Export opponents threaten lawsuit over coal dust pollution

Posted: Apr 5, 2013

Written by

Manuel Quinones, E&E News PM
Coal train

Groups opposed to increased coal exports from the Pacific Northwest today threatened to sue BNSF Railway Co. and several coal companies over allegations of coal dust pollution from moving trains.

The Sierra Club joined conservation groups Puget Soundkeeper Alliance, Columbia Riverkeeper, RE Sources for Sustainable Communities and Friends of the Columbia Gorge in sending the companies a notice of intent to sue, accusing them of Clean Water Act violations.

Other than Berkshire Hathaway Inc.-owned BNSF, their targets include Arch Coal Inc., Peabody Energy Corp. and Ambre Energy Ltd. The groups did not specify a potential venue for the lawsuit.

"The longer the coal trains travel across the landscape, the more coal accumulates," Paul Anderson, a Bellingham, Wash., resident and coal export opponent, said during a conference call this afternoon coordinated by the groups.

The groups' activists say there is evidence of coal falling from trains and polluting the environment. They cite BNSF's own statements, which indicate that each rail car can lose about 500 pounds of coal per trip.

While several U.S. coal export proposals remain in the permitting process, trains often cross the Pacific Northwest to ports in Canada. Critics worry about the traffic increasing if the domestic export terminals are allowed to move forward.

BNSF has long said that coal dust concerns are overblown and ignore mitigation efforts (Greenwire, June 29, 2012). Experts have also noted that many railroads often carry materials that are more dangerous than coal (Greenwire, July 11, 2012).

In a statement today, the railroad called the notice of intent a "nuisance lawsuit without merit" meant to generate opposition to coal exports. It said environmentalists and other export opponents were better served by supporting BNSF's efforts before the federal Surface Transportation Board to address coal dust throughout the industry.

"BNSF has also safely hauled coal in Washington for decades," the statement said. "Yet despite the movement of so much coal over such a long period of time, we were not aware of a single coal dust complaint lodged with a state agency in the Northwest or with the railroad until the recent interest in coal export terminals."

Industry groups and unions supporting exports have also touted the opinion of well-known toxicologist Roger McClellan, who once chaired U.S. EPA's Clean Air Scientific Advisory Committee and the National Academy of Sciences toxicology committee.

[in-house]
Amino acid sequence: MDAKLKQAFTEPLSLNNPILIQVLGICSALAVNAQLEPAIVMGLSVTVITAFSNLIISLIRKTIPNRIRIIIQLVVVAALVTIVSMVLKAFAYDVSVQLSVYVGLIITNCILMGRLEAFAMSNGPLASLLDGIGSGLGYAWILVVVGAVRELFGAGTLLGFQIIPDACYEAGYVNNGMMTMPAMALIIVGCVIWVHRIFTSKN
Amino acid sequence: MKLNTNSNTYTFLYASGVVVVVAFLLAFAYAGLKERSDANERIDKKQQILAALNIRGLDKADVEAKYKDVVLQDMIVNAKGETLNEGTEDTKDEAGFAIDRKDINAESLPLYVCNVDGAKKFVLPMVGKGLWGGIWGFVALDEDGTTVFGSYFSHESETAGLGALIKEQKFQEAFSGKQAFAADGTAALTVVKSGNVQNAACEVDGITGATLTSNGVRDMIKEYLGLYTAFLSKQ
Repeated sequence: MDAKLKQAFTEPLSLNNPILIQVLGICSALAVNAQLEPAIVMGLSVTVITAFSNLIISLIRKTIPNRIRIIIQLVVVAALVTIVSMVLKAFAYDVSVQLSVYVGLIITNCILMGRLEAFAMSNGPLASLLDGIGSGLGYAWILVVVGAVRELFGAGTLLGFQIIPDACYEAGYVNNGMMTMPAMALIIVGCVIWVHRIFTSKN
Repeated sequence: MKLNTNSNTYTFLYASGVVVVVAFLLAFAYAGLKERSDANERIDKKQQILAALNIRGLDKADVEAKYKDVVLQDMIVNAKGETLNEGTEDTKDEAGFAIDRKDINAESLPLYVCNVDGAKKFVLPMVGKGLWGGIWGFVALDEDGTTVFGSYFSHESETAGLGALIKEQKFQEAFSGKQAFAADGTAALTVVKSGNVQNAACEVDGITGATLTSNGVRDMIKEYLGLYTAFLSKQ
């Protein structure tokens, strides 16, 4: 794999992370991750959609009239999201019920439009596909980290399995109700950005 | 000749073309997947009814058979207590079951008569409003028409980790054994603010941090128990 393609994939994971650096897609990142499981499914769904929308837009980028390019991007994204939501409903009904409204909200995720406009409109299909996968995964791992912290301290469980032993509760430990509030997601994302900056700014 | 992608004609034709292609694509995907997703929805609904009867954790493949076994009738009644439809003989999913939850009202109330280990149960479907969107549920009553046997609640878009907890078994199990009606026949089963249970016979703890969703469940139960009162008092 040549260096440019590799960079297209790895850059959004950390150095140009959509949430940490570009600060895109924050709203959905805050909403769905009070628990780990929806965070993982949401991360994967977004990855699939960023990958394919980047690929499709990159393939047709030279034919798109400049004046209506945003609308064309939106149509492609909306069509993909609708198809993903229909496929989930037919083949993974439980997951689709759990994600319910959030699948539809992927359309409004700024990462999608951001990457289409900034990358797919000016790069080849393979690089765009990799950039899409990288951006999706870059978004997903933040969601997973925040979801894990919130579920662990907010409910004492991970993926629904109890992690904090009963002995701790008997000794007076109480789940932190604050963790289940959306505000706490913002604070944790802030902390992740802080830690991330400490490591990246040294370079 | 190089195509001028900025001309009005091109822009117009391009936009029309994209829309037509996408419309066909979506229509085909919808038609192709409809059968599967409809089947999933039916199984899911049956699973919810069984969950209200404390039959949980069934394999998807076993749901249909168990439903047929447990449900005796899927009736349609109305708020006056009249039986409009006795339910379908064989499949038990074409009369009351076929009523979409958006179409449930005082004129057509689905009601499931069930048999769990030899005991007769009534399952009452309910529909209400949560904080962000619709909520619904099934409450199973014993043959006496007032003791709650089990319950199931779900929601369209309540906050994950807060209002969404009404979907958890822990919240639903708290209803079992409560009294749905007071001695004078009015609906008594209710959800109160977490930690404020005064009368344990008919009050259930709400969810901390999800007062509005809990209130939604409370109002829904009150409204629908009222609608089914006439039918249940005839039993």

"Claiming that finding a piece of coal on the ground or in the water leads to a health or environment risk violates one of the basic tenets of toxicology," he said in a statement.

"Any decision on exports of coal needs to be driven by scientific facts and analysis," he added. "It is irresponsible to release exaggerated claims and mislead the public and regulators about the impact of moving coal."

While export opponents say there is a need for more research on coal dust, they point to studies that already show a link between releases and impacts to aquatic life. They say they are conducting further studies to link coal releases to specific companies.

"Coal is a toxic pollutant, and this action today seeks to stop illegal pollution and keep our river free of dirty coal," said Brett VandenHeuvel, executive director of Columbia Riverkeeper. "The threat of coal export makes this lawsuit even timelier."

The Army Corps of Engineers, the Washington Department of Ecology and Whatcom County, Wash., this week released a "scoping" report to inform the forthcoming environmental impact statement for SSA Marine's Gateway Pacific Terminal, one of the three in the permitting process. The agencies said they received about 125,000 public comments.

The number of coal export terminals on the drawing board has already gone down. Last year RailAmerica Inc. announced it was giving up on plans to build a coal storage and export facility at the Port of Grays Harbor in Washington.

This week the Oregon International Port of Coos Bay announced the expiration of an exclusive negotiating agreement with California-based Port and Metropolitan Stevedoring Co. -- also known as Metro Ports -- for a thermal coal and biomass export facility. Opponents hope legal and economic pressure forces more companies to bail out.

"With fluctuating markets, massive opposition from communities, local businesses, health professionals and elected officials across the region, and the hundreds of millions of dollars in rail and bridge infrastructure needed to make the project viable, it is hard to imagine that anyone would want to risk getting in bed with [the] risky and desperate coal industry," said David Petrie, director of the group Coos Waterkeeper.

The Port of Coos Bay, however, has not said it will give up on coal. "We will focus on pursuing a viable maritime development project that can capitalize on the Coos Bay harbor's unique characteristics," said CEO David Koch, "[including] developable land, an extremely short transit to Pacific trade routes and an experienced maritime labor force."



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